Sunday 23 June 2024

"AI for the rest of us", Part V

While I described opportunities AI gave in prompt engineering and text processing (ending at previous post here), I tried for fun to create a billboard from an advert I saw in TX or CA 20 or 30 yrs ago: it was Home Depot's "got wood?", after the wildly famous "got milk?" campaign from the Milk Board. 
Showing folks  sporting white 'mustaches' from drinking milk too eagerly, it was the dawn of the photoshop era: milk was traced into mustaches or smiles... "and no milk was spilled in the production of the advert".

Just for fun chatting with a friend, I enter this text in Copilot, Microsoft's handy AI tool that come with their Edge browser:

"show me a Home Depot billboard saying "Got wood?" and showing the midriff of a man w a tool belt and hammer handle at an angle"

This is what it produced in a jiffy:

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 Not only that, it helpfully suggested "change to a woman with power tools":

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Blatant sexism aside, this raises all sorts of red flags for me with friends in the art & design space! Sure anyone could Photoshop a pic they took or scraped off the internet, but what about the Home Depot design, future photo shoots, or showing a billboard it is not?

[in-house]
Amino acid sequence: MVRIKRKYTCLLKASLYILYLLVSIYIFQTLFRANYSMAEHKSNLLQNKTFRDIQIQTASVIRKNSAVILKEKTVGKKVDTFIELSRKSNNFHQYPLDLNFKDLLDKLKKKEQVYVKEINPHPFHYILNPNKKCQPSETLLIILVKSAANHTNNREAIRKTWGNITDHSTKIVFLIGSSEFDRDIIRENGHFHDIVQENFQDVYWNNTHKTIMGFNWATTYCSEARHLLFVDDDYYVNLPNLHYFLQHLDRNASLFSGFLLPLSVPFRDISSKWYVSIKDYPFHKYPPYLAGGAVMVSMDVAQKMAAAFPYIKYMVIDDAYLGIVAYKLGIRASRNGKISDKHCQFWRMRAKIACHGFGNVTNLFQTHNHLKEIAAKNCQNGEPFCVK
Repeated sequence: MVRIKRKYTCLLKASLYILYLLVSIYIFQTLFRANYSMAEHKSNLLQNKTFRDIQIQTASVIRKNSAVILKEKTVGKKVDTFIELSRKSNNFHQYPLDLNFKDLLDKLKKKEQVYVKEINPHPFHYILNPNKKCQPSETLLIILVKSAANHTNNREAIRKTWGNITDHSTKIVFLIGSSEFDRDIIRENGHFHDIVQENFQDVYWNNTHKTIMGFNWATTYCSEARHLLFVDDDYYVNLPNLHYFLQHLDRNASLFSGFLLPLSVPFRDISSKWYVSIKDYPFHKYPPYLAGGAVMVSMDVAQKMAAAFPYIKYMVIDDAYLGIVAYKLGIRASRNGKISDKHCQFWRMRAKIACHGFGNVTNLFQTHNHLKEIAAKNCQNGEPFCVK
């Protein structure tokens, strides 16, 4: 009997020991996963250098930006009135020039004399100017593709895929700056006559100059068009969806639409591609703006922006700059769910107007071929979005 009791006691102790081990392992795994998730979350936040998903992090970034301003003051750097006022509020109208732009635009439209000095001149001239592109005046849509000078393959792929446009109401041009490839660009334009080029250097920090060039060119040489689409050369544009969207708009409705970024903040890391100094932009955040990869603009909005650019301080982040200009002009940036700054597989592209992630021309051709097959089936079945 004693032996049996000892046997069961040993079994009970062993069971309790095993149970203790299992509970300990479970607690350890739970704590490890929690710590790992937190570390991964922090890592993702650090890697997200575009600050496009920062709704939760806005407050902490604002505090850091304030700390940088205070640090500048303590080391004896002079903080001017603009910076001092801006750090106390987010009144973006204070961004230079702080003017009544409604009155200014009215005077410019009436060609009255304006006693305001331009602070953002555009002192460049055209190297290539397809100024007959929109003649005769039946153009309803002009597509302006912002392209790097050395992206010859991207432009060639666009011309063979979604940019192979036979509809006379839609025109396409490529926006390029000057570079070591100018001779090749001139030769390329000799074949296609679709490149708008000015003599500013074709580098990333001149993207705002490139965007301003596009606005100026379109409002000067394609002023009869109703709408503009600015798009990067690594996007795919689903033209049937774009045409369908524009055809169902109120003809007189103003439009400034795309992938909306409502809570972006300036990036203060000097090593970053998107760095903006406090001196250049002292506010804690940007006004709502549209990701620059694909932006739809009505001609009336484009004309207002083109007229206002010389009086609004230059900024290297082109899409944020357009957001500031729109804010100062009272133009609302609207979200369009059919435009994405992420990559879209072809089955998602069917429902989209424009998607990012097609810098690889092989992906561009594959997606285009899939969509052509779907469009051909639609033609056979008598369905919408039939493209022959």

Did the era of word processing usher in the end of printing? No it didn't, as more paper and ink were used afterwards  by pushing usage to the masses! Did Photoshopping and digital cameras  kill the design  world? Likewise it democratised the creative process! 

But the key is that human creativity was preserved, even enhanced with tools. This short exercise, as well as others posted in my blog here and on my Medium channel here, show the danger in letting machines take over the creative process... and eventually replace the creators! Let me close with showing this is just the beginning, when moving from the  static to the dynamic. Feel free to comment below.

Update: this will be my last post as I quit socials and move onto the next phase of my life. Thanks for your reading and bringing hits over ½M in 15 yrs this Sept., averaging 5K hits per month... and topping 15K when I posted my AI explorations!

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